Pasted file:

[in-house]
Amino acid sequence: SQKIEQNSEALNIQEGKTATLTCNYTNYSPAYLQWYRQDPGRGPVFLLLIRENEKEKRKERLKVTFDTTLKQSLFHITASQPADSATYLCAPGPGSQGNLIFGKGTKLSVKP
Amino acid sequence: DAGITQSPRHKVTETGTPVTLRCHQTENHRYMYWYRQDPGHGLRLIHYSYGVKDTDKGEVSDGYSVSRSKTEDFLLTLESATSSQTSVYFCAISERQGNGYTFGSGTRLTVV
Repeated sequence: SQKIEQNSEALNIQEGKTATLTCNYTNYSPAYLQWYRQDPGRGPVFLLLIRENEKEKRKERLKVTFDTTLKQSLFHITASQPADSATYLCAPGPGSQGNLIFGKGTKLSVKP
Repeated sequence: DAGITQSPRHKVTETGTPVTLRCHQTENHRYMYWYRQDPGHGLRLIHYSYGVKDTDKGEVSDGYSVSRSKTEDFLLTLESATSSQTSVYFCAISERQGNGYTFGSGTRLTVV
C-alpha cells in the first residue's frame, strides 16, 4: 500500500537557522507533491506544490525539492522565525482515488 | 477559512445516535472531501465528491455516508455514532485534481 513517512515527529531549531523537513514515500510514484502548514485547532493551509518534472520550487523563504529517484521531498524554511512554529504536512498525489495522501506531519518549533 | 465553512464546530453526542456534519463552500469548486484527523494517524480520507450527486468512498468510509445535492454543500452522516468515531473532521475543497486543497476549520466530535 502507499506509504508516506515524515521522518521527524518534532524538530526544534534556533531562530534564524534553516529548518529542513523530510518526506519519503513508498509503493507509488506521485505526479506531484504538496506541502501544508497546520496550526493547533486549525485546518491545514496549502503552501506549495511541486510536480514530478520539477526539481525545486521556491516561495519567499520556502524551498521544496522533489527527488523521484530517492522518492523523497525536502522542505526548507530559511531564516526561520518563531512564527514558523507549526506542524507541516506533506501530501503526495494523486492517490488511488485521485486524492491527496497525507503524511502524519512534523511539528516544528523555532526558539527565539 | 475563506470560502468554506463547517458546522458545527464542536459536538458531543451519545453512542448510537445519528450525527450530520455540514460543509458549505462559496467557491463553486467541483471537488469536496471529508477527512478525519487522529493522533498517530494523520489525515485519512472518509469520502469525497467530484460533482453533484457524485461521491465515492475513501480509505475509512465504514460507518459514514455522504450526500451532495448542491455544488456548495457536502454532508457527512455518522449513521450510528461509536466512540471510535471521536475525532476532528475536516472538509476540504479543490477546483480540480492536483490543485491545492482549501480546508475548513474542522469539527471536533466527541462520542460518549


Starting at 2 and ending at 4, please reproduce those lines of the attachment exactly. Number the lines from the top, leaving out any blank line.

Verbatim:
Amino acid sequence: SQKIEQNSEALNIQEGKTATLTCNYTNYSPAYLQWYRQDPGRGPVFLLLIRENEKEKRKERLKVTFDTTLKQSLFHITASQPADSATYLCAPGPGSQGNLIFGKGTKLSVKP
Amino acid sequence: DAGITQSPRHKVTETGTPVTLRCHQTENHRYMYWYRQDPGHGLRLIHYSYGVKDTDKGEVSDGYSVSRSKTEDFLLTLESATSSQTSVYFCAISERQGNGYTFGSGTRLTVV
Repeated sequence: SQKIEQNSEALNIQEGKTATLTCNYTNYSPAYLQWYRQDPGRGPVFLLLIRENEKEKRKERLKVTFDTTLKQSLFHITASQPADSATYLCAPGPGSQGNLIFGKGTKLSVKP